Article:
Tag Archives: beetroot and orange

Spiced beetroot soup with orange


The recent mild weather fooled us into thinking spring was here but winter is still holding on with determination. Soups naturally come into their own during the winter months and they deliver a big warming hug in a bowl: nutritious, belly-filling and soothing all in one. They lift and nourish the soul; comforting but good for you too.

You could reach for one of the usual roots – carrot, onion, parsnip – to make a fine soup, but beetroot, with its shocking crimson and honeyed earthiness, makes a more interesting choice. Be warned though, cooking with beetroot can sometimes be a messy affair. Our first attempt at making Thai beetroot soup at Food at 52, where I teach, ended up like a bloody scene from a Quentin Tarantino film. That aside, cooking with beetroot is definitely worth a bit of drama in the kitchen.

In this Moroccan inspired recipe, the beetroot is roasted to intensify the natural sweetness and gives a lovely rounded nuttiness. I find a generous glass of water inside the foil-wrapped tray helps the cooking process and to also keep things moist. Always peel the beetroot when it’s still warm (disposable gloves highly recommended unless you want pink hands for a few days) and if the skin is proving stubborn to remove it means it’s not quite cooked. But because it’s going to cook further in the soup, use a peeler if you need to.

A whole bulb of garlic is roasted alongside the beetroot until deliciously caramelised and golden. I like to roast an extra bulb so I can make some ultimate garlic butter – smeared on freshly baked bread it’s heavenly. Then, onions and celery are sweated gently in a large pot with the garlic and fragrant spices – the heady aroma fills the entire kitchen. The warm aromatic spices work so well with the beetroot and a hint of orange, using strips of the zest and juice, bring a touch of freshness.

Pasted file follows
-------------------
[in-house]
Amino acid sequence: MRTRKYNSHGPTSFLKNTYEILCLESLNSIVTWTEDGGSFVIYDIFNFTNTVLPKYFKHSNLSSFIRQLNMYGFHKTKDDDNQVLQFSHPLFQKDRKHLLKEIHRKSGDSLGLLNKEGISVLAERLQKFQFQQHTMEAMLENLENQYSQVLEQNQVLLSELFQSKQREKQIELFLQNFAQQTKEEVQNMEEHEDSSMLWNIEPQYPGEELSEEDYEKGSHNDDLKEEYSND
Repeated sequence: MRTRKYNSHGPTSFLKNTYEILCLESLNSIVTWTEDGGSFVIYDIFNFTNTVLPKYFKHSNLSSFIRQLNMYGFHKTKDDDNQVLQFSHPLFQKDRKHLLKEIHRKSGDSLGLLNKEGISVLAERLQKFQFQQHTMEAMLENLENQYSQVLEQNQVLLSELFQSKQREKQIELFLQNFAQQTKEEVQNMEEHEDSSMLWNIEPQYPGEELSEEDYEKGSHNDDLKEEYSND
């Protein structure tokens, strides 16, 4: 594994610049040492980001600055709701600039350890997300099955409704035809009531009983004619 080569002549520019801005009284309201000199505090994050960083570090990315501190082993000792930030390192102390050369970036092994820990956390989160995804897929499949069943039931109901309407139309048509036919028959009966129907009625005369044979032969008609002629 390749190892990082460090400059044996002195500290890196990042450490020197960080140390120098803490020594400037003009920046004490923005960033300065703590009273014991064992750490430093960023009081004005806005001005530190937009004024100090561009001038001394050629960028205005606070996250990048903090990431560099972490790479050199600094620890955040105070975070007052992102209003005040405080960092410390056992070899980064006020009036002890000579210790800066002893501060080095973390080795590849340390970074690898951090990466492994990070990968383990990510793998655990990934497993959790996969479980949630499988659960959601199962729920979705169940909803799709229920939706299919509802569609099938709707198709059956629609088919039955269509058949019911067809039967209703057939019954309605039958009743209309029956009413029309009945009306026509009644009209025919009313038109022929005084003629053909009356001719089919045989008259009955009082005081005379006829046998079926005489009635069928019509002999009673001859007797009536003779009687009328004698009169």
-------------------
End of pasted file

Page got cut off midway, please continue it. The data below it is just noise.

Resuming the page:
This isn’t super-quick to make but your efforts will be rewarded with a special soup – its eye-popping colour looks stunning and the beetroot with the subtle spicing is utterly delicious. It is, indeed, happiness in a bowl. Make a bit more as it freezes really well, too.

If you love beetroot but have never tried it with chocolate before, then why not give my delicious beetroot and brownies recipe a go – the beetroot providing a subtle background to the rich dark chocolate.

750g beetroot, scrubbed, leaves removed and pat dry
Large whole garlic bulb
Olive oil
1 onion, small dice
1 stalk of celery, small dice
1 tsp coriander seeds
1 tsp cumin seeds
0.5 tsp ground cinnamon
0.5 tsp ground ginger
1/4 freshly ground nutmeg
1 litre vegetable stock
1 orange
Dill and toasted flaked almonds to serve


  1. Preheat oven to 180C.
  2. Line a high rimmed oven tray with foil then put the beetroot inside with a good pinch of salt and a generous drizzle with olive oil. Use your hands to coat evenly, add a large wine glass of water and cover tightly with some more foil. Put on middle tray in the oven for 1-2 hours depending on the size. A skewer should go through easily if cooked.
  3. Meanwhile, toast the spices in a small frying pan till fragrant then grind to a powder in a pestle & mortar or spice grinder.
  4. Cut the top third off the garlic, drizzle with olive oil and wrap in an individual piece of foil. Pop the garlic in the oven at the same time as the beetroot for 1 hour and leave inside foil to cool.
  5. When the beetroot are cool enough to handle, rub off the skins and remove the top and tail. Chop into 2cm dice.
  6. Heat a generous glug of oil in a large pot over a gentle heat and sweat the onion and celery till soft but not coloured, about 8 minutes. Squeeze the garlic out of the skins and add, along with the spices.
  7. Cook for a few minutes (adding more oil if you too dry) then add the beetroot, stock, orange strips and juice. Turn up the heat up and bring to a simmer and cook for 10 minutes.
  8. Blitz the soup till smooth and season with salt and pepper.
  9. Serve with a swirl of yogurt, some toasted almonds and chopped dill.